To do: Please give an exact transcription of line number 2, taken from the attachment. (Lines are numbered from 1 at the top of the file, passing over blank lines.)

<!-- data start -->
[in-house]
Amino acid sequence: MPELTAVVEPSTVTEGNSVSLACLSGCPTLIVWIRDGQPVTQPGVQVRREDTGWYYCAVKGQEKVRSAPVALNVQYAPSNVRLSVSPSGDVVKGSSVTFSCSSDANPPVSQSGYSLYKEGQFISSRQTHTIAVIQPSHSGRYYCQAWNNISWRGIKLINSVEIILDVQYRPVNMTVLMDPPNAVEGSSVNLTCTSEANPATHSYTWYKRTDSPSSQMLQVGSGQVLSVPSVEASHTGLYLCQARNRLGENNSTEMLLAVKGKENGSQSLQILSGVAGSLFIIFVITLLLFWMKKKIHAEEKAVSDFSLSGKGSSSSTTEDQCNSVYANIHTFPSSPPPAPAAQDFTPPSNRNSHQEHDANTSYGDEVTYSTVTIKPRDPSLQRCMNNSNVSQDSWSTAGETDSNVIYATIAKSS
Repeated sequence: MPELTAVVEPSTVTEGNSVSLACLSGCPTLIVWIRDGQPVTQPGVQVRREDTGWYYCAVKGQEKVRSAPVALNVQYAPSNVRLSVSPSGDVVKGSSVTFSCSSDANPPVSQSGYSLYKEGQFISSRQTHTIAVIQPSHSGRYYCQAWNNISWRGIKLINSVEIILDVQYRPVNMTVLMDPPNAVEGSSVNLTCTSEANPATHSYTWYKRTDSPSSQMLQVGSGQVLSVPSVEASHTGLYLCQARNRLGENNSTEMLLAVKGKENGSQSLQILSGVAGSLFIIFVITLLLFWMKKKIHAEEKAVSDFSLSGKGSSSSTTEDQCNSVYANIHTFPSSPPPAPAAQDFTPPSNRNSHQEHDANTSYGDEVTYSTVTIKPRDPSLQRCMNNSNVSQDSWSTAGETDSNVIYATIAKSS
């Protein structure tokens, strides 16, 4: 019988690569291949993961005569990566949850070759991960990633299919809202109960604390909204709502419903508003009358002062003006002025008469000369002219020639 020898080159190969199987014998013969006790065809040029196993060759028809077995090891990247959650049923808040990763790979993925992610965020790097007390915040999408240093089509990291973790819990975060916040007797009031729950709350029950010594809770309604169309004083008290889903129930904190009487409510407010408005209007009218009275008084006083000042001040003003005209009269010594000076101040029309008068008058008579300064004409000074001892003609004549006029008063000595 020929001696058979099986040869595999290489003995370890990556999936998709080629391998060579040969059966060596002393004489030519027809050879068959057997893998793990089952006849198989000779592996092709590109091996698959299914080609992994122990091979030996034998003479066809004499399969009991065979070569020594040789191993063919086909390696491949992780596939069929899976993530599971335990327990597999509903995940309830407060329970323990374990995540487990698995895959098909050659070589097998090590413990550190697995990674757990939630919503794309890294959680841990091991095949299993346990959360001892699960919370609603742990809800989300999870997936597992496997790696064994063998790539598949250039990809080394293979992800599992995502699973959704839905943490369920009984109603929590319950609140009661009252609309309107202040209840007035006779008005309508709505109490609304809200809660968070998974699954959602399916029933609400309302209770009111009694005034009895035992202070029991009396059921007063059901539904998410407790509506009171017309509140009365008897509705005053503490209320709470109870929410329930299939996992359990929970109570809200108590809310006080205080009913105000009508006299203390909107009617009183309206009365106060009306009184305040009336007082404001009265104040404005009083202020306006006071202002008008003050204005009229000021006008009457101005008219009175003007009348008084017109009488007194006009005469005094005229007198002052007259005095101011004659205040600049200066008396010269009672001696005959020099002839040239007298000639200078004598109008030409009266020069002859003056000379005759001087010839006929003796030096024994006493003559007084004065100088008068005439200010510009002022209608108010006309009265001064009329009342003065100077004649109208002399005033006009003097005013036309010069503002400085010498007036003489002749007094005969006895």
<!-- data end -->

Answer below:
Amino acid sequence: MPELTAVVEPSTVTEGNSVSLACLSGCPTLIVWIRDGQPVTQPGVQVRREDTGWYYCAVKGQEKVRSAPVALNVQYAPSNVRLSVSPSGDVVKGSSVTFSCSSDANPPVSQSGYSLYKEGQFISSRQTHTIAVIQPSHSGRYYCQAWNNISWRGIKLINSVEIILDVQYRPVNMTVLMDPPNAVEGSSVNLTCTSEANPATHSYTWYKRTDSPSSQMLQVGSGQVLSVPSVEASHTGLYLCQARNRLGENNSTEMLLAVKGKENGSQSLQILSGVAGSLFIIFVITLLLFWMKKKIHAEEKAVSDFSLSGKGSSSSTTEDQCNSVYANIHTFPSSPPPAPAAQDFTPPSNRNSHQEHDANTSYGDEVTYSTVTIKPRDPSLQRCMNNSNVSQDSWSTAGETDSNVIYATIAKSS